NEW YORK TIMES
Date: May 13th , 1933.
Former Secretary of Lloyd George Tells of Observations in
To the Editor of The New York
On my return from Russia at the end of March, I
stated in an interview in Berlin that everywhere I went in the Russian
villages I heard the cry; “There Is no bread, we are dying,” and that there
was famine In the Soviet Union, menacing the lives of millions of people.
Walter Duranty, whom I must thank for his continued
kindness and helpfulness to hundreds of American and British visitors to
Moscow, immediately cabled a denial of the famine. He suggested that my
judgment was only based on a forty-mile tramp through villages. He stated
that he had inquired in Soviet commissariats and in the foreign embassies
and had come to the conclusion that there was no famine, but that there was
a “serious food shortage throughout the country. … No actual
starvation or deaths from starvation, but there is widespread mortality from
diseases due to malnutrition.
Evidence From Several Sources.
While partially agreeing with my Statement, he implied
that my report was a “scare story” and compared it with certain fantastic
prophecies of Soviet downfall. He also made the strange suggestion that I
was forecasting the doom of the Soviet régime, a forecast I have never
I stand by my statement that Soviet Russia is suffering
from a severe famine. It would be foolish to draw this conclusion from my
tramp through a small part of vast Russia, although I must remind Mr.
Duranty that it was my third visit to Russia, that I devoted four years of
university life to the study of the Russian language and history and that on
this occasion alone I visited in all twenty villages, not only in the
Ukraine, but also in the black earth district, and in the Moscow region, and
that I slept in peasants’ cottages, and did not immediately leave for the
My first evidence was gathered from foreign observers.
Since Mr. Duranty introduces consuls into the discussion, a thing I am loath
to do, for they are official representatives of their countries and should
not be quoted, may I say that I discussed the Russian situation with between
twenty and thirty consuls and diplomatic representatives of various nations
and that their evidence supported my point of view. But they are not allowed
to express their views in the press, and therefore remain silent.
Journalists Are Handicapped.
Journalists, on the other hand, are allowed to write, but
the censorship has turned them into masters of euphemism and
understatement. Hence they give “famine” the polite name of “food shortage”
and “starving to death” is softened down to read as “widespread mortality
from diseases due to malnutrition.” Consuls are not so reticent in private
My second evidence was based on conversations with
peasants who had migrated into the towns from various parts of Russia.
Peasants from the richest parts of Russia coming into the towns for bread.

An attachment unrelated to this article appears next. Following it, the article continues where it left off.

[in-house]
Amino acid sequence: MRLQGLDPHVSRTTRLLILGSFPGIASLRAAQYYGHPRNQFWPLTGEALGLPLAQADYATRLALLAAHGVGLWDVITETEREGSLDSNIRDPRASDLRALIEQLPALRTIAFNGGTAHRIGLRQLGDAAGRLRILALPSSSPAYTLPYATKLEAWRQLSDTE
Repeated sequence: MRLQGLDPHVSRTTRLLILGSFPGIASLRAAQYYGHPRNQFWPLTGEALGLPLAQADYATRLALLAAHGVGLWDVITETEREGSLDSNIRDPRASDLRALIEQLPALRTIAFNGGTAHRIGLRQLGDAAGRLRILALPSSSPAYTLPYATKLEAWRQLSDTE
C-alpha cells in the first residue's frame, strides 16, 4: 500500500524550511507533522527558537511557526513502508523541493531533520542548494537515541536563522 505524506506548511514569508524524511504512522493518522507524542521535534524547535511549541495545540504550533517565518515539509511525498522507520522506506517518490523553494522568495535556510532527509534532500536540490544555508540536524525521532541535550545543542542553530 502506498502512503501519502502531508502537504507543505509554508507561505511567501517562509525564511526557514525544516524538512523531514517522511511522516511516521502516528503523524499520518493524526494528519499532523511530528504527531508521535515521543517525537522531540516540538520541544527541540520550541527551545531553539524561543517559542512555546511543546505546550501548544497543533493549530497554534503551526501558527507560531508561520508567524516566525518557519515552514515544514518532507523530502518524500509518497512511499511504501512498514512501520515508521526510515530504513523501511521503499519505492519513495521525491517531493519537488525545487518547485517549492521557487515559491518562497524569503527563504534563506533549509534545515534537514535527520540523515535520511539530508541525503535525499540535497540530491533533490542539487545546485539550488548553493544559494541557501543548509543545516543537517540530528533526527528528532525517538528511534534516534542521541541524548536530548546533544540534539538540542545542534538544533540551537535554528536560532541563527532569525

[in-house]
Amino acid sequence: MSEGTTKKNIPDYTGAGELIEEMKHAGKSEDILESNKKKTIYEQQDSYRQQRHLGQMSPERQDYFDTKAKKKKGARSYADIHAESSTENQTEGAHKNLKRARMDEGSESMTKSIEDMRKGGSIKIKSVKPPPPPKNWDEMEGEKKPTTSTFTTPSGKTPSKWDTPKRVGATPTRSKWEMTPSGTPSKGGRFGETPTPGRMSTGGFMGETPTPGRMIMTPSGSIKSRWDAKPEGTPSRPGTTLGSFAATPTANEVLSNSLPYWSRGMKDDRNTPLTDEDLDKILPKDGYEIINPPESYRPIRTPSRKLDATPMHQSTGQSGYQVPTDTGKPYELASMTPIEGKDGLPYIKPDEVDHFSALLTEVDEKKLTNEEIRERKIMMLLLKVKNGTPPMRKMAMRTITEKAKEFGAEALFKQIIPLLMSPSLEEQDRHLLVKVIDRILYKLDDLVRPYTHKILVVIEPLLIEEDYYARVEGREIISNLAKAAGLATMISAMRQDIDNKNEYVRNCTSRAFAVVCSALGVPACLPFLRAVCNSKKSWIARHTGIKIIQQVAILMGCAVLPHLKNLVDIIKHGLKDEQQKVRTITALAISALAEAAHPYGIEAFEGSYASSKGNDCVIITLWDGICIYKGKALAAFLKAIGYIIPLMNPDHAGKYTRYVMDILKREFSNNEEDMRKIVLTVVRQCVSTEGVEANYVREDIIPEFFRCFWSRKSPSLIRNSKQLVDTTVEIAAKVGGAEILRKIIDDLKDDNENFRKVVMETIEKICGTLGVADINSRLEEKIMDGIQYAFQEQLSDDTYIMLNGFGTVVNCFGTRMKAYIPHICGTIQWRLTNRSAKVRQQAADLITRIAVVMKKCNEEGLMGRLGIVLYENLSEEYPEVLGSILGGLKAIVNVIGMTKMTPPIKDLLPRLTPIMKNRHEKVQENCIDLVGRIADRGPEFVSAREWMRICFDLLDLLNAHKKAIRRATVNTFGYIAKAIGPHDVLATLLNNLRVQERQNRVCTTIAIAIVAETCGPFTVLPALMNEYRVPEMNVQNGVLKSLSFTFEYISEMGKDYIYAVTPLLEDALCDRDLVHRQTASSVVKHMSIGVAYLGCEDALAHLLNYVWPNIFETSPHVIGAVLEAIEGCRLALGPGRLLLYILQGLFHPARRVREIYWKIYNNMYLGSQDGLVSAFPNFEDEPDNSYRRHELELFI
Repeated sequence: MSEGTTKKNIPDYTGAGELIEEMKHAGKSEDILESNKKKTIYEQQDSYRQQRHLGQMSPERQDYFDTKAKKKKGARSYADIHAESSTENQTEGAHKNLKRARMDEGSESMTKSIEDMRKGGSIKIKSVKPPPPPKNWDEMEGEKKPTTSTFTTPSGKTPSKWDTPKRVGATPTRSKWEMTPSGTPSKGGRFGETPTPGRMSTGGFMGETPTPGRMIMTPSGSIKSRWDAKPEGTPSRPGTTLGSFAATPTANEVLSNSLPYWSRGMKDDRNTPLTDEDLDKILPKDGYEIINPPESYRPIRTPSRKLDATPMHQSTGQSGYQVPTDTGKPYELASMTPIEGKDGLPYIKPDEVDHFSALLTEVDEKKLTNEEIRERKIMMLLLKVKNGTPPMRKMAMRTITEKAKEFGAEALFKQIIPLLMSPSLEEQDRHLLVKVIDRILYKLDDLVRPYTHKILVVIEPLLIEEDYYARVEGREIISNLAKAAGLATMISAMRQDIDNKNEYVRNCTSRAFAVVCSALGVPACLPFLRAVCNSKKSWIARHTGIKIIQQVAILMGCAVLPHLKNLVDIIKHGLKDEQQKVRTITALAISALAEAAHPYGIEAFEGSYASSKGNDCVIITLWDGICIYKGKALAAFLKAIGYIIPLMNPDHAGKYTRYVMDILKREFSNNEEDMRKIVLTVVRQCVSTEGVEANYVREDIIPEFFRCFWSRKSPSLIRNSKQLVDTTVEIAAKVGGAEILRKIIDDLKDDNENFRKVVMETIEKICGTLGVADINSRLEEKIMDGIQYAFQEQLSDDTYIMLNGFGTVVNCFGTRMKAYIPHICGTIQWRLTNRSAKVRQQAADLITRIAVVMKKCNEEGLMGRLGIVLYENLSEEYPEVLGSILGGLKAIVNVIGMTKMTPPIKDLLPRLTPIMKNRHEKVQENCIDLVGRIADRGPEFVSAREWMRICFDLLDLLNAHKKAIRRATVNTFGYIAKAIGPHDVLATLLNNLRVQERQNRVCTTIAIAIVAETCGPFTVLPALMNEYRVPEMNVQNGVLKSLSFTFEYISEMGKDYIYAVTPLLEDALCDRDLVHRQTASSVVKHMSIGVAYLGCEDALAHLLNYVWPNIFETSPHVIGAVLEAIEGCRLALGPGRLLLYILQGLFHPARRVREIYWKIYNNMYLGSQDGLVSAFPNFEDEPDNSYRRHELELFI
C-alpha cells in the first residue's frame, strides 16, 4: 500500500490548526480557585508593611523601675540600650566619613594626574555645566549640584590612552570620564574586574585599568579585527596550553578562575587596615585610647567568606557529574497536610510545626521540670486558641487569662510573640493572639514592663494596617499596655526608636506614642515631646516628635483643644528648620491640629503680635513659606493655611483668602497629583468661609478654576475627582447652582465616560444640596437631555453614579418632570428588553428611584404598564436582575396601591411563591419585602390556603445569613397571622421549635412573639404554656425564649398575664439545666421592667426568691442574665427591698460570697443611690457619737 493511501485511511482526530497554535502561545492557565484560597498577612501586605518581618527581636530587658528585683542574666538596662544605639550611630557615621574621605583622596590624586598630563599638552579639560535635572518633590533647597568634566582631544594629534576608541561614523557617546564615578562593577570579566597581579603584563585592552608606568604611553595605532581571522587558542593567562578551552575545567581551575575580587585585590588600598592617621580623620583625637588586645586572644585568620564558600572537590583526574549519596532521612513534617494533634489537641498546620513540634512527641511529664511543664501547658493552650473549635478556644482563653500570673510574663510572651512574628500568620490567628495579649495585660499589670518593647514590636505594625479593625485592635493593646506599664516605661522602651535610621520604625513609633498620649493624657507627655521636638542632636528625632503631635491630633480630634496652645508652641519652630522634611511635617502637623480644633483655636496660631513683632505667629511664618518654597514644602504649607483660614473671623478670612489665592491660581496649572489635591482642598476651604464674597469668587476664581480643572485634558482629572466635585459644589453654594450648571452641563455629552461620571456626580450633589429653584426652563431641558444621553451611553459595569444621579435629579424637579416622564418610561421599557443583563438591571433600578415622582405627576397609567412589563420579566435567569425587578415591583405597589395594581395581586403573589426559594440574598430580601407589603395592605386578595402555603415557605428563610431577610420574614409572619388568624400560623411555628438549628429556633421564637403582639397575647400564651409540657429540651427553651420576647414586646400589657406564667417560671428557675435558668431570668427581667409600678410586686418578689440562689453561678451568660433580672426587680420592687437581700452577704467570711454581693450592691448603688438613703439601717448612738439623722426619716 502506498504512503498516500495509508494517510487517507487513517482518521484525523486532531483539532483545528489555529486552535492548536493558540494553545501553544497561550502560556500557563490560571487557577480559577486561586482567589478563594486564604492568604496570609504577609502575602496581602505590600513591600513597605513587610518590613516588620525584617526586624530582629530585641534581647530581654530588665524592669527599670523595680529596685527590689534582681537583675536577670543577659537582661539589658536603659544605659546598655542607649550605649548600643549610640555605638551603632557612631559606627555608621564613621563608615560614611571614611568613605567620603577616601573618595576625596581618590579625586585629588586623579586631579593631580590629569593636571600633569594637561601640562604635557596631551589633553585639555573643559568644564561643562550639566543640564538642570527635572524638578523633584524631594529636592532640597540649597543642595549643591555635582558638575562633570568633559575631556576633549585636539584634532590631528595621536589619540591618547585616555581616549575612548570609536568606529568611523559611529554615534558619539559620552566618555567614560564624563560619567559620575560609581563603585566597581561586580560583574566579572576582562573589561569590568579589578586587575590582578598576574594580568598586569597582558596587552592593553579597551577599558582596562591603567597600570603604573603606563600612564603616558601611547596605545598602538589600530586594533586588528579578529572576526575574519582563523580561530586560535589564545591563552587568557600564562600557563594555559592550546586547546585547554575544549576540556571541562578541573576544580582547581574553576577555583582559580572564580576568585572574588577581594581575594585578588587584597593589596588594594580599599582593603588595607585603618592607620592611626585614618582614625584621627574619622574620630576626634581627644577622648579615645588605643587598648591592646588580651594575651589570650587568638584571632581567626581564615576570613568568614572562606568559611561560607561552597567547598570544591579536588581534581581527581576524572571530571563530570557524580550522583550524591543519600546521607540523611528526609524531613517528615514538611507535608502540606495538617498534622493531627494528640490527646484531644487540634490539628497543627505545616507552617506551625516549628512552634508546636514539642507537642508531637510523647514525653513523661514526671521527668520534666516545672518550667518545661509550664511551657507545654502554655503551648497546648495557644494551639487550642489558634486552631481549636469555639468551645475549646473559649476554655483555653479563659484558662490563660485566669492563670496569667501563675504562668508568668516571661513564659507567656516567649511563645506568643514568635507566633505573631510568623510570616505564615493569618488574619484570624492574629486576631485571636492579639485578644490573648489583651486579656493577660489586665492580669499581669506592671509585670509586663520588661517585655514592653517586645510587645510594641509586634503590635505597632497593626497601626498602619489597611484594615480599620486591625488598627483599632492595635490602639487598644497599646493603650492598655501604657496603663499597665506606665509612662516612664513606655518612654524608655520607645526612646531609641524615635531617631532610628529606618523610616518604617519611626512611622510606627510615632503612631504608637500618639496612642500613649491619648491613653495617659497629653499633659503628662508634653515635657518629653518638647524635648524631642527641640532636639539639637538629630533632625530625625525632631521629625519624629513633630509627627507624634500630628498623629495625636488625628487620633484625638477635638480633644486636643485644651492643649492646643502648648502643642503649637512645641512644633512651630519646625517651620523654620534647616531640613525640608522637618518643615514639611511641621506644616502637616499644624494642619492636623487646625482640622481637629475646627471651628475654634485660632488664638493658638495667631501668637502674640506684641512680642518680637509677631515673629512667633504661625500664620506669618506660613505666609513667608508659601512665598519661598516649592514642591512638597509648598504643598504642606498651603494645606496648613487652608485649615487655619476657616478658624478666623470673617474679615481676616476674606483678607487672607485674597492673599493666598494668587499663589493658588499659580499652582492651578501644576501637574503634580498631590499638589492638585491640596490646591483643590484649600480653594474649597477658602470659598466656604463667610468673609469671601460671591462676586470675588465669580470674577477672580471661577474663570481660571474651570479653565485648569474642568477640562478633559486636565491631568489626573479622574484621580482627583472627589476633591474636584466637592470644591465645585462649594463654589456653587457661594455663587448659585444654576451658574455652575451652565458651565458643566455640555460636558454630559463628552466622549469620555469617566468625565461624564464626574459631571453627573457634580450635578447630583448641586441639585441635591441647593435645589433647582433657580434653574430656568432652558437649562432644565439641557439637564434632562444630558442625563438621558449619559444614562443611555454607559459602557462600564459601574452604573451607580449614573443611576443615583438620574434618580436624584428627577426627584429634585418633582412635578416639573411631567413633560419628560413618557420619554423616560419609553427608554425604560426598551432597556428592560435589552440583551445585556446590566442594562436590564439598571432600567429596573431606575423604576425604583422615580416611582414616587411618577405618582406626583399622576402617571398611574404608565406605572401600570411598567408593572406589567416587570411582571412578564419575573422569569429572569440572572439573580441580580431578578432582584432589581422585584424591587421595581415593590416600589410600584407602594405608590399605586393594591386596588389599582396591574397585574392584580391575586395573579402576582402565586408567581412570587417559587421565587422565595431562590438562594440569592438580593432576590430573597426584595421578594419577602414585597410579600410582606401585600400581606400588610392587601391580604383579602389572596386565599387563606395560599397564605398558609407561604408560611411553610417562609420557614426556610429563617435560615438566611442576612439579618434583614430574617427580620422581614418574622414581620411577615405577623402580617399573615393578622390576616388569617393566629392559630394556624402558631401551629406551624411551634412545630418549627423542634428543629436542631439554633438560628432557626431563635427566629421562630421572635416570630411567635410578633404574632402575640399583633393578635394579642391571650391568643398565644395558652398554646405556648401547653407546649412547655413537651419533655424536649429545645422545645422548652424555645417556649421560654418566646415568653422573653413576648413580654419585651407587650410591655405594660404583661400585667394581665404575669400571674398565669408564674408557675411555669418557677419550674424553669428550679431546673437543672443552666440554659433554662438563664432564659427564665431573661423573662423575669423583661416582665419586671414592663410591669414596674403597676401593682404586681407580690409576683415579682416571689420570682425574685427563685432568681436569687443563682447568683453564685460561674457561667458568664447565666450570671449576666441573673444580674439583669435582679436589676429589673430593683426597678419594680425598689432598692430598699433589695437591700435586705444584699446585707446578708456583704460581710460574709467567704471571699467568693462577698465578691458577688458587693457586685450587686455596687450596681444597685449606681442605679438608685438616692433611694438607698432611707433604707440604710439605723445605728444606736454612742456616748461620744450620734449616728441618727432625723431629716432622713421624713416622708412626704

Their story of the deaths in their villages from starvation and of the death
of the greater part of their cattle and horses was tragic, and each
conversation corroborated the previous one.
Third, my evidence was based upon letters written by
German colonists in Russia, appealing for help to their compatriots in
Germany. “My brother’s four children have died of hunger.”
“We have had no bread for six months.” “If we do not get help from abroad,
there is nothing left but to die of hunger.” Those are typical passages
from these letters.
Statements by Peasants.
Fourth, I gathered evidence from journalists and
technical experts who had been in the countryside. In The Manchester
Guardian, which has been exceedingly sympathetic toward the Soviet
régime, there appeared on March 25, 27 and 28 an excellent series of
articles on “The Soviet and the Peasantry” (which had not been submitted to
the censor). The correspondent, who had visited North Caucasus and the
Ukraine, states: “To say that there is famine in some of the’ most fertile
parts of Russia is to say much less than the truth: there is not only
famine, but-in the case of the North Caucasus at least-a state of war, a
military occupation.” Of the Ukraine, he writes: “The population is
My final evidence is based on my talks with hundreds of
peasants. They were not the “kulaks”-those mythical scapegoats for the
hunger in Russia-but ordinary peasants. I talked with them alone in Russian
and jotted down their conversations, which are an unanswerable indictment of
Soviet agricultural policy. ‘The peasants said emphatically that the famine
was worse than in 1921 and that fellow-villagers had died or were dying.
Mr. Duranty says that I saw in the villages no dead human
beings nor animals. That is true1 but one does not need a
particularly nimble brain to grasp that even in the Russian famine districts
the dead are buried and that there the dead animals are devoured.
May I in conclusion congratulate the Soviet Foreign
Office on its skill in concealing the true situation in the U. S. S. R.?
Moscow is not Russia, and the sight of well fed people there tends to hide
the real Russia.
London, May 1st 1933